Bleu de Nimes, from warship to passenger yacht: her evolution from 1980 to today as told by Studio d’Ingegneria Navale Nattero

Studio Nattero in Genoa talks about the feat of engineering which led to the radical transformation of the megayacht, Bleu de Nimes, going from 55 to 72 metres to become an exclusive, luxury charter

1 September 2020 | by Redazione

It used to be a warship, and now it is one of the most famous passenger yachts out there, going from 55 to 72 metres in length after a series of radical transformations. This is the megayacht, Bleu de Nimes, the same one we encountered a few days ago as it was re-entering the port of Genoa (you can find the video in this article). It is currently cruising offering its passengers an exclusive and luxury sailing experience. Bleu de Nimes’s new “life”, is dedicated to chartering.

In addition to the beauty of this megayacht, what is striking is its long history and the many transformations it has undergone, many of which have taken place in the Genoese port. A good part of these transformations were proper feats of engineering, and were designed by Studio d’Ingegneria Navale Mario Nattero in Genoa. Among the many jobs undertaken ( the studio’s portfolio is notable), is the evolution of the Bleu de Nimes, which the studio started working on in 2014.

These are the main phases of history for this megayacht, as told by the person who designed her changes. The latest work has just been finished.

The motoryacht, Bleu de Nimes was built in 1980 in the English shipyard, Cleland Shipbuilding, to become a part of the Royal Navy Fleet, with the role of submarine support for the Navy, and then used as a minesweeper.

After a long period of disarmament, in 2001 the ship was purchased by its current owner and transformed into a pleasure yacht. The important transformation work was carried out in Turkey, based on the design of Studio PentaNed for the structure and systems and by the studio Architetto Pier Vittorio Cerruti for the design and styling of the interior.

In 2008, the notation was updated to commercial yacht and from that moment on, the vessel travelled around the world a number of times, from Greenland to the Pacific. In 2014, the owner, with the support of Studio Nattero in Genoa, then began to develop a new transformation project to lengthen and enhance the endowment of this particular explorer yacht.

The design project included the lengthening of the central body of the hull and superstructure, so as to be able to accommodate new garages for two of the ship’s tenders and increase the number of passenger cabins (going from 9 to 13, including the owner’s suite), allowing the number of passengers to be increased from 12 to 28.  During the transformation, the notation was changed from Commercial Yacht to Passenger Yacht. The new class was certified by the American Bureau of Shipping (ABS).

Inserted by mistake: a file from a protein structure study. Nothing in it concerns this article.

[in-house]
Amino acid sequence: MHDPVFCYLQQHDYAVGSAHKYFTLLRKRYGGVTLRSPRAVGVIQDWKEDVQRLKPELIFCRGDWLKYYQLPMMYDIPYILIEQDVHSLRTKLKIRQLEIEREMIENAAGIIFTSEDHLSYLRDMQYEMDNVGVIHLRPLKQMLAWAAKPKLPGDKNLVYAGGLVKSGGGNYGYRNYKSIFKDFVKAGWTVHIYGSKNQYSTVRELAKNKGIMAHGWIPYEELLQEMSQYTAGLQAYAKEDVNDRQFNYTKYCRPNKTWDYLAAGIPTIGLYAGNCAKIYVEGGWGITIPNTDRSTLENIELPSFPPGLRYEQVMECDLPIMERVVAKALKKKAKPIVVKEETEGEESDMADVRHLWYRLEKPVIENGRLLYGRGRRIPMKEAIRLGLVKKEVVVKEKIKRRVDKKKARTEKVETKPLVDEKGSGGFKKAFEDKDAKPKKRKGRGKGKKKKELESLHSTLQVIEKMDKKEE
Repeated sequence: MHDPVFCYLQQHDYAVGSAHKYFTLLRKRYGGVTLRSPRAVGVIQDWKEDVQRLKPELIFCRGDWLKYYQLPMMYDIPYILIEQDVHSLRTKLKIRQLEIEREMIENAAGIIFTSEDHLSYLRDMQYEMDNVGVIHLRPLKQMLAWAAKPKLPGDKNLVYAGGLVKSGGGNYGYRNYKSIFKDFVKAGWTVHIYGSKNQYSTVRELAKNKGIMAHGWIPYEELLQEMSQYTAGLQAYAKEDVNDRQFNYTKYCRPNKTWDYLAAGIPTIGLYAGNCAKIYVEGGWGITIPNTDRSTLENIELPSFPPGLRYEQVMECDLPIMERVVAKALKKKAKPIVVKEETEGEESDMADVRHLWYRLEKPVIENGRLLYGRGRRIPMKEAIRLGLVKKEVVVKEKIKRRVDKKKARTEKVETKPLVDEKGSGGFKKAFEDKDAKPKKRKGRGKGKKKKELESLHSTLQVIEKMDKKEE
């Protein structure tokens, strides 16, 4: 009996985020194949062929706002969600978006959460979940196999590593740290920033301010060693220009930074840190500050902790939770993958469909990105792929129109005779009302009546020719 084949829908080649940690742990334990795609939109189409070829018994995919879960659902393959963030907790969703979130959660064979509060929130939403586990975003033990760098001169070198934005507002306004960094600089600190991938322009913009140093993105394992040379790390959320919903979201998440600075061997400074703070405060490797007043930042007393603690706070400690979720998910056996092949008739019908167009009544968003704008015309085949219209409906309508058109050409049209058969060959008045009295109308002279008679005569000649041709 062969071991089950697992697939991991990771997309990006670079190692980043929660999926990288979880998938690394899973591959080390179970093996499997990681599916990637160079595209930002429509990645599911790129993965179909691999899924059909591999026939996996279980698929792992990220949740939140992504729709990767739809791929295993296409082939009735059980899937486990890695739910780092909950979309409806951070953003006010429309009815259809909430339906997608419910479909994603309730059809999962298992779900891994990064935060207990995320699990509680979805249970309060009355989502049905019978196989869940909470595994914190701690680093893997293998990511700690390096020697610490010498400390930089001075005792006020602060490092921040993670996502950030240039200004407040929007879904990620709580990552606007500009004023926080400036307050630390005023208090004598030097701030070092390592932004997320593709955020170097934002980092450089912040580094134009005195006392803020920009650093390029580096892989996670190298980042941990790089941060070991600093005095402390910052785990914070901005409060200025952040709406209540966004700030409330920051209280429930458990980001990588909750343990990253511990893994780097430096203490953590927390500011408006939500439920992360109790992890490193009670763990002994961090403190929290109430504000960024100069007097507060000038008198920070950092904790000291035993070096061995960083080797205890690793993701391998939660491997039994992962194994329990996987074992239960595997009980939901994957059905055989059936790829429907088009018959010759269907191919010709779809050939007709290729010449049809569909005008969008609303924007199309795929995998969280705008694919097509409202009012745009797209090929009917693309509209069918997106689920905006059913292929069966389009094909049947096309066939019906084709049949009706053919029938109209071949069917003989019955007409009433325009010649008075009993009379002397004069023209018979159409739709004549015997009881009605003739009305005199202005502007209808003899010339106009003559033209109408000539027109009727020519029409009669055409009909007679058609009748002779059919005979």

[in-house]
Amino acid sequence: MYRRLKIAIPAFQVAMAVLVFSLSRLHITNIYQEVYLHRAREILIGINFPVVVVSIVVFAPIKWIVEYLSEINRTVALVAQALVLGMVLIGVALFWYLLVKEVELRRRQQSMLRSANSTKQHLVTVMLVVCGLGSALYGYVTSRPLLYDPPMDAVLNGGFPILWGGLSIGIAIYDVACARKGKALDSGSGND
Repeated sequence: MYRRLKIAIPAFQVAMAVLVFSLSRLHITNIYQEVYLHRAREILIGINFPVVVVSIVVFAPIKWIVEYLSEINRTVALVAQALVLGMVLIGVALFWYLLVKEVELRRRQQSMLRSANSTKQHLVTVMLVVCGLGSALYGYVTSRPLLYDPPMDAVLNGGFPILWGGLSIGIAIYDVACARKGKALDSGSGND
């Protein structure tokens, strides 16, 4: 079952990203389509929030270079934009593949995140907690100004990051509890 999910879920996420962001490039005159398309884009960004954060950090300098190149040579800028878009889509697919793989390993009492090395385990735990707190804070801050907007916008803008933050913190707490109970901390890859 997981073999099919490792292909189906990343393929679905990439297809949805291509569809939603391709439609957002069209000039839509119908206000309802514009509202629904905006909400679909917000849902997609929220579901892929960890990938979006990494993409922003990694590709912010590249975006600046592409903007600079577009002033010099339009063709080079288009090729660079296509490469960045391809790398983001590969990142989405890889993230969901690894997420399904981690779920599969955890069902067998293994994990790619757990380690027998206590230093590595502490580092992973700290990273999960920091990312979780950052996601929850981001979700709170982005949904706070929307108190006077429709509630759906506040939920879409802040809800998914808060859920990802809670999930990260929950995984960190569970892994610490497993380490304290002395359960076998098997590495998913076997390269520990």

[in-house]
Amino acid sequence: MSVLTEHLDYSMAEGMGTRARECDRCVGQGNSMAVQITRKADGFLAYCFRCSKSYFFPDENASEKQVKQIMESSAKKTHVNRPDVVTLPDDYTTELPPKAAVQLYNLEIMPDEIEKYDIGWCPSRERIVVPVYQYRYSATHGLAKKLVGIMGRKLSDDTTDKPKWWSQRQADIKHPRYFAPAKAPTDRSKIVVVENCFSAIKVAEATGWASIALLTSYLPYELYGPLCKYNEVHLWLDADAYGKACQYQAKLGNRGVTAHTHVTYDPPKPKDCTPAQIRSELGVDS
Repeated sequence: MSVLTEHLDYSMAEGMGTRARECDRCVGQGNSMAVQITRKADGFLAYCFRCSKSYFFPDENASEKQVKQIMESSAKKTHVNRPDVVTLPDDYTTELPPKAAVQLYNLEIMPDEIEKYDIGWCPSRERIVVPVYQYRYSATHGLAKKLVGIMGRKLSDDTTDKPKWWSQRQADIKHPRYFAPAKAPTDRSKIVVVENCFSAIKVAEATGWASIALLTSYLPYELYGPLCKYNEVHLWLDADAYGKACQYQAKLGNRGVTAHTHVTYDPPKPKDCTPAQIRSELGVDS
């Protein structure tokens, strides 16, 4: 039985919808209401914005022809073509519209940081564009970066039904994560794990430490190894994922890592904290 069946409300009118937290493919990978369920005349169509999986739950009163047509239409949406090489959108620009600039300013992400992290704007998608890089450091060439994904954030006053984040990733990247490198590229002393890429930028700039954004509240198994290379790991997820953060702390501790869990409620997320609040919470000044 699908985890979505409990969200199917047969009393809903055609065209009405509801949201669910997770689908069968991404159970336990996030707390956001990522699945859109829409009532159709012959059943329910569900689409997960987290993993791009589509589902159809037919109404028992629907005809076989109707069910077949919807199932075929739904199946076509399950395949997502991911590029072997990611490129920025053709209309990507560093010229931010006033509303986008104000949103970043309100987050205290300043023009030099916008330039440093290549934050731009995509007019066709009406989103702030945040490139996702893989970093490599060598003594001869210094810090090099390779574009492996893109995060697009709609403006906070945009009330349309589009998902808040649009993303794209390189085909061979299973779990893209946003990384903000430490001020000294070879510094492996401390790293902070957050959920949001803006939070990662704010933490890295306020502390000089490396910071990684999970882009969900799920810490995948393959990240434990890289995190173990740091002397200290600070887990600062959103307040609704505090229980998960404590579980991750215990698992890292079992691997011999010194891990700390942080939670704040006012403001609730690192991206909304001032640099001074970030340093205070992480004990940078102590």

To update the lines of the hull to the top deck, the stern was completely redesigned, adding a beach club and a new, recognisable access staircase, bringing the overall hull extension to approximately 17 metres. The yacht was also modified with the addition of a new forward fin keel, which has much improved the performance in terms of speed and movement resistance.

The design of the new interiors was once again led by the architect, Cerruti, conferring to the interiors of the P/Y Bleu de Nimes a colonial inspired sober elegance, with large and comfortable rooms, without, however, penalising the harmony and elegance of the details.

The feat of engineering faced by Studio Nattero, to transform the 55m vessel into a 72m passenger yacht, included a detailed study of the structure and lines of the hull, which originally were not cylindrical for cutting and joining, as is usually the case with the larger cruise ships that undergo extension.

Through continuous verification using stability programs and FEM, it was possible to complete the extension project, during which sophisticated instrumentation was used for surveying, including a 3D laser scanner which allowed for the proper viewing of the original shapes, in particular for the work to the stern.

A further element of complexity in the design was tied to the manoeuvrability of the hull, which, during testing, was shown to have increased in speed and hold, giving the P/Y Bleu de Nimes a new look and character allowing the yacht to travel the world without limits, allowing for new and exclusive cruises.



The new forward fin keel of the Bleu de Nimes

Shipyard: Clelands England

Year Launched: 1980

Shipyard for first transformation 2001-2002, from military vessel to pleasure yacht: TUZLA (Turkey)

Design for first transformation 2001-2002: Penta NED

Flag: Cayman Islands

Naval Register: Lloyd’s Register

Interior, first transformation Arch. Pier Vittorio Cerruti

Transformation design, 2016-2

020m from Commercial Yacht to Passenger Yacht: Studio d’ Ingegneria navale Ing. Mario Nattero

Interiors: Arch. Pier Vittorio Cerruti

Flag: Cook Islands

Naval Register: ABS

Length before transformation: 58.70m

Length after transformation: 72.10m

Width: 11.40m

Draught before transformation: 4.20m

Draught after transformation: 3.70m

Cabins before transformation: 9

Cabins after transformation: 12 + Owner suite

Passengers before transformation: 12

Passengers after transformation: 28

Crew: 21

Staff: 6

Crew (max) before transformation: 20

Engines 2 x Cummins KTA 50 M2 – 2 x 1680 hp

Max speed: 16 kn

Structural analysis of the Bleu de Nimes. Photo courtesy of: Studio Nattero

Giuseppe Orrù


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